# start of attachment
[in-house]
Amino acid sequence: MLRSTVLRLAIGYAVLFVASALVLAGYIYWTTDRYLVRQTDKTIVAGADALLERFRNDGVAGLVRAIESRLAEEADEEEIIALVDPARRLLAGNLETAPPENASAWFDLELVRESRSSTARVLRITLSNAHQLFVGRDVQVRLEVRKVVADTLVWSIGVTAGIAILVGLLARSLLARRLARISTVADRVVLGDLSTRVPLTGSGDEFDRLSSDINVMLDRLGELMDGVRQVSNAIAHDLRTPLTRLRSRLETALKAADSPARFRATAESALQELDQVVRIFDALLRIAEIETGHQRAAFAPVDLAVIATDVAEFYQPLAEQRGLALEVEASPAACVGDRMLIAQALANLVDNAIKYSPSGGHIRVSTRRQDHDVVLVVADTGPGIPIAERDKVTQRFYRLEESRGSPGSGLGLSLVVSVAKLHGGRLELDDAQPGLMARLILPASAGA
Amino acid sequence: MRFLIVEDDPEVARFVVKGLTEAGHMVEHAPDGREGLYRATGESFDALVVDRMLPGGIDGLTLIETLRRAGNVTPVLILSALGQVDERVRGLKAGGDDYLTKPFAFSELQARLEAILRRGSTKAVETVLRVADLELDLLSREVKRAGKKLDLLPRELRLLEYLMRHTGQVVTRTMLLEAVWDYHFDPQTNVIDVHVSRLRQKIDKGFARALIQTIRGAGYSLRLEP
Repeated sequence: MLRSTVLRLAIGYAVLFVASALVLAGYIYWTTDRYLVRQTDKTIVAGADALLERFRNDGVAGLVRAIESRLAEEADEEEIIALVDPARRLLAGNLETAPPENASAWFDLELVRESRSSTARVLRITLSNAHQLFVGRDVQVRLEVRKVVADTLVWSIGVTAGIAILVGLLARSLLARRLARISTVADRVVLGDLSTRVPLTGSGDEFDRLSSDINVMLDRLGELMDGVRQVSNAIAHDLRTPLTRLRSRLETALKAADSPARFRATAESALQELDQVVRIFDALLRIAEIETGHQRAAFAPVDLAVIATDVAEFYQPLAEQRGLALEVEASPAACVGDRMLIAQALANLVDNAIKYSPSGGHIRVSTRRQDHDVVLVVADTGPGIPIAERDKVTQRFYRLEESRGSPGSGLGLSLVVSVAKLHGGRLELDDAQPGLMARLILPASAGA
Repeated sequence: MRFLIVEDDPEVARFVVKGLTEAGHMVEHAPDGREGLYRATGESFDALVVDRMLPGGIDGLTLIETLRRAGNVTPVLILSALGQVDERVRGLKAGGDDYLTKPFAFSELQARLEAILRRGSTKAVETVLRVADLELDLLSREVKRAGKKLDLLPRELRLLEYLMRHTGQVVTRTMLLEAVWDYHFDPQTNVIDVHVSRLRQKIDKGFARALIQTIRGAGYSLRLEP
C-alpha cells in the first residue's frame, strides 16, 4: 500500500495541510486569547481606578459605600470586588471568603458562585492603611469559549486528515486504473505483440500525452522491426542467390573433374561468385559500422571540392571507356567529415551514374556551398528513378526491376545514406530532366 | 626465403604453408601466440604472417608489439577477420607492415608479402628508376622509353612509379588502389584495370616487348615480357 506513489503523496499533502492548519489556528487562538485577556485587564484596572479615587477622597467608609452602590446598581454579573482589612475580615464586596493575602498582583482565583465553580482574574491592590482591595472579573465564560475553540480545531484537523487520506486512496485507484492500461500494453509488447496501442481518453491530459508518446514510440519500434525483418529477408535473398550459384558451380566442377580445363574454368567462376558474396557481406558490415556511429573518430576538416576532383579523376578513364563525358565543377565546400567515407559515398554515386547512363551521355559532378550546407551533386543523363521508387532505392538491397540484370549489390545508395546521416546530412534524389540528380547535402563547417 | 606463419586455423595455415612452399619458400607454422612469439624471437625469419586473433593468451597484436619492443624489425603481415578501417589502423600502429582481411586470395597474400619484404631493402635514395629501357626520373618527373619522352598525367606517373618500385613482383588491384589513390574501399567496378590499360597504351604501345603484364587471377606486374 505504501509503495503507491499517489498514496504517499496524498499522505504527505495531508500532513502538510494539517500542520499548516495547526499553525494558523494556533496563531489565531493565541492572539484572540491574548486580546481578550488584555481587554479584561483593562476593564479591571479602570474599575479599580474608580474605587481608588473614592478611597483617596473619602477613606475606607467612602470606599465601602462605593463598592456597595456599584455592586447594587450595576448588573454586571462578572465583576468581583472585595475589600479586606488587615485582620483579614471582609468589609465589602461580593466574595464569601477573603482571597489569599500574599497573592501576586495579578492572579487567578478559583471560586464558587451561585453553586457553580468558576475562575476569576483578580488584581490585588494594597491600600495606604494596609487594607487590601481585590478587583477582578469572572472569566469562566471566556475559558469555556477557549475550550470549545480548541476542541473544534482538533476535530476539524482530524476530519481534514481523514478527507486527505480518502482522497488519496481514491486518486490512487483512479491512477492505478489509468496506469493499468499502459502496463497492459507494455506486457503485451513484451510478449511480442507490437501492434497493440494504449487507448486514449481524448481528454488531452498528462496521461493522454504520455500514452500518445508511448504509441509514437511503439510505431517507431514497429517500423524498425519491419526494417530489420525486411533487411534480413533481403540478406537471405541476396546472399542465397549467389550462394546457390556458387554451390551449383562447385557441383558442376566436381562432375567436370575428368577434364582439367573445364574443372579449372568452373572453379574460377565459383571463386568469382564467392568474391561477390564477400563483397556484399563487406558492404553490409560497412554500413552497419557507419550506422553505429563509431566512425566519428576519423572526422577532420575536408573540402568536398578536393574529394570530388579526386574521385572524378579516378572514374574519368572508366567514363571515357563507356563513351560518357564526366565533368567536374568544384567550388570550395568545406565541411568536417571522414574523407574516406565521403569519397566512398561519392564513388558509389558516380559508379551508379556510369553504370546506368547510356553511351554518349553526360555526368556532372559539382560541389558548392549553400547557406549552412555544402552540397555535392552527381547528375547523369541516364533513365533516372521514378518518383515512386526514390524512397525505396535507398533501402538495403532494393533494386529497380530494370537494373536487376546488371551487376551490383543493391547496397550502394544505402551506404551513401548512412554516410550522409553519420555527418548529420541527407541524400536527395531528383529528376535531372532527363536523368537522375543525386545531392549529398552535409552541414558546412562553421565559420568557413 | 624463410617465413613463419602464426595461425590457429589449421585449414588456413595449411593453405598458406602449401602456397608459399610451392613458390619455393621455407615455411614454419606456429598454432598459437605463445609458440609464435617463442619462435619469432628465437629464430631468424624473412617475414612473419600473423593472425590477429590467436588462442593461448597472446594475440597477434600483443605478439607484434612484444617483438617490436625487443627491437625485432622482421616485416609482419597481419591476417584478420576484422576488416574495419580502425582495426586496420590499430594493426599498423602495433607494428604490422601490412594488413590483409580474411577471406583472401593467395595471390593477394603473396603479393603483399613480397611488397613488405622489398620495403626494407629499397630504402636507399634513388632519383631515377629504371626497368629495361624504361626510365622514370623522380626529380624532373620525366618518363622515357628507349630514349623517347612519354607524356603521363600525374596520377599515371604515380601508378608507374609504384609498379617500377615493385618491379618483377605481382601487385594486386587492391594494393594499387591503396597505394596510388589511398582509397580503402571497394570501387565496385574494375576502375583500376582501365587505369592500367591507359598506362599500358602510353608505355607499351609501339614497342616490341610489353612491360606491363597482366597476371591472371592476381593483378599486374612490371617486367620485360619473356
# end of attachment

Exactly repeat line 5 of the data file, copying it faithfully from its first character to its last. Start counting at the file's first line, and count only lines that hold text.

Repeated sequence: MRFLIVEDDPEVARFVVKGLTEAGHMVEHAPDGREGLYRATGESFDALVVDRMLPGGIDGLTLIETLRRAGNVTPVLILSALGQVDERVRGLKAGGDDYLTKPFAFSELQARLEAILRRGSTKAVETVLRVADLELDLLSREVKRAGKKLDLLPRELRLLEYLMRHTGQVVTRTMLLEAVWDYHFDPQTNVIDVHVSRLRQKIDKGFARALIQTIRGAGYSLRLEP